Trading in churches and taking the spare revenue was all very well, but how to get hold of the cash when you are working and living abroad? Mediaeval Europe actually had quite a sophisticated banking system and here a banker organises something that is between a bill of exchange and a cheque for Simon Langham. This means that money collected by his proctors in England can be deposited with an Italian banker in London. A note is then passed to the cardinal, this allowing him the right to draw the same sum, on presentation of the note, from the offices of the bank in Avignon.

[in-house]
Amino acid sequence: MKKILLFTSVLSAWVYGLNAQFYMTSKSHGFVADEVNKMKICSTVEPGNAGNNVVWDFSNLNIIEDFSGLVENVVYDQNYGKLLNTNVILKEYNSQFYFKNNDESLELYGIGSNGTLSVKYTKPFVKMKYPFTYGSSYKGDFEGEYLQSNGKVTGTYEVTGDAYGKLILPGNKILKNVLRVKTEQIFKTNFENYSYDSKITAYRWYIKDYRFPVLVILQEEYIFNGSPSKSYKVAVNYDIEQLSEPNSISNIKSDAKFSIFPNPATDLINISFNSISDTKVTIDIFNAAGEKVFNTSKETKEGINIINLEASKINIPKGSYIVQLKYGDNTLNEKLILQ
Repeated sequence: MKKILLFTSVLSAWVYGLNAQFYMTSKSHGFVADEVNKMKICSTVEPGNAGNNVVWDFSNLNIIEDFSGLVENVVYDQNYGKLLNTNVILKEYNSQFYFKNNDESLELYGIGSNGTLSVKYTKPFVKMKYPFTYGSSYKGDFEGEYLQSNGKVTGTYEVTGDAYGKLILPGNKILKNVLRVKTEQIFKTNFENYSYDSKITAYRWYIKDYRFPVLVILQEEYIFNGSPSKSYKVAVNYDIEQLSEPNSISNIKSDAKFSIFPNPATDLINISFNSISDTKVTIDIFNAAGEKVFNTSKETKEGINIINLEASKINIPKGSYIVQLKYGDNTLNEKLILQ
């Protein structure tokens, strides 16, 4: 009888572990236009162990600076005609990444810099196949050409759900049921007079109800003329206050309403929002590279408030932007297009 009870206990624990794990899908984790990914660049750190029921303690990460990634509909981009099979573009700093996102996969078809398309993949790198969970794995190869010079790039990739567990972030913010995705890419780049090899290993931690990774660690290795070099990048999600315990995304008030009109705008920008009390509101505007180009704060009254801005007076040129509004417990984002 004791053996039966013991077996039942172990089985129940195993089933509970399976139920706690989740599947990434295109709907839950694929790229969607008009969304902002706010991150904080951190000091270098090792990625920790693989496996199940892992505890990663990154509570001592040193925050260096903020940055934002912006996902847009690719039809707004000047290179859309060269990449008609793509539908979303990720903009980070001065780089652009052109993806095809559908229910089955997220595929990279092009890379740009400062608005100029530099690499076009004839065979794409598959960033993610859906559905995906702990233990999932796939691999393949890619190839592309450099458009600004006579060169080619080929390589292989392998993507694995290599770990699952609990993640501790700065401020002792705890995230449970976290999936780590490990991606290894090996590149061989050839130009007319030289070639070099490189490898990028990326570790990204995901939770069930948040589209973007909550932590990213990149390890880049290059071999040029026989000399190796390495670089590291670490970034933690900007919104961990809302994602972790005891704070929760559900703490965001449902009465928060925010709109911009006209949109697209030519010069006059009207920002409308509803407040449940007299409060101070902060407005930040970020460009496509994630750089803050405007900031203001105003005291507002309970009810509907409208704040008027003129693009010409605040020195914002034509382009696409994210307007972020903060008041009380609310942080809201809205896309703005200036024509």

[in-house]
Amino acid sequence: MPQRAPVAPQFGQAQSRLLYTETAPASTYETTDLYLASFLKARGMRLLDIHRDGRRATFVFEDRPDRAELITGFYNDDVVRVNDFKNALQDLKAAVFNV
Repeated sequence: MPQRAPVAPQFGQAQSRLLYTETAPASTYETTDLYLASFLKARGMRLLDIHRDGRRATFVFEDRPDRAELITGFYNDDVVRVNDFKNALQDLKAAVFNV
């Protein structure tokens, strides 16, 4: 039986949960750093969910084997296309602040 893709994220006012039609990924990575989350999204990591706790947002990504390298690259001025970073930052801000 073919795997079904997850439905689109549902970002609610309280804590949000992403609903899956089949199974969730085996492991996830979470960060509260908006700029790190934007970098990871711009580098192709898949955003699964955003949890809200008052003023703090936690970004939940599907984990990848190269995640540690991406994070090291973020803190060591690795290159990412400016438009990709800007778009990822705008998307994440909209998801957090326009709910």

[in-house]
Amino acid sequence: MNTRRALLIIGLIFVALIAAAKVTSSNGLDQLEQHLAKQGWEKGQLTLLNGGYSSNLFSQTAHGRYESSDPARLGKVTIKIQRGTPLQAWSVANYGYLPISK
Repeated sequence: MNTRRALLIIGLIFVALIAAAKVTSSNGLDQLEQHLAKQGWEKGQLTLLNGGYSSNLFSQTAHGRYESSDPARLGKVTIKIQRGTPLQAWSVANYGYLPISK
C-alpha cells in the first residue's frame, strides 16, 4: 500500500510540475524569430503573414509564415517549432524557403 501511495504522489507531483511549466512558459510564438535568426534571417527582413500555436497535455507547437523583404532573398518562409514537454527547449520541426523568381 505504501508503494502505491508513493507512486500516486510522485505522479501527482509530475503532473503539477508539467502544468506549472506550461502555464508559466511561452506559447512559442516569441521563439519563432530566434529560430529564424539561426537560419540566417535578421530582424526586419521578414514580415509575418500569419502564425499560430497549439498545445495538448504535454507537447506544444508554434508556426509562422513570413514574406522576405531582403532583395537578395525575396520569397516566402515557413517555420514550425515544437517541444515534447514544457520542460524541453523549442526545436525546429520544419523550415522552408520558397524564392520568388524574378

The banker is then left with the task of making sure the right sums of hard cash are moved around Europe so they are where they are best needed. An example below in favour of Simon Langham survives in the Westminster Abbey muniments collection:
Michael of Strozze of the old company of the Strozze of Florence. The said four parcels of twenty thousand florins of the chamber of the said company of Strozze for Monsieur the Cardinal of Canterbury, this letter for our companions in Avignon where they can be had by the said Cardinal.
Given in London the 13th of December in the year of grace 1372.
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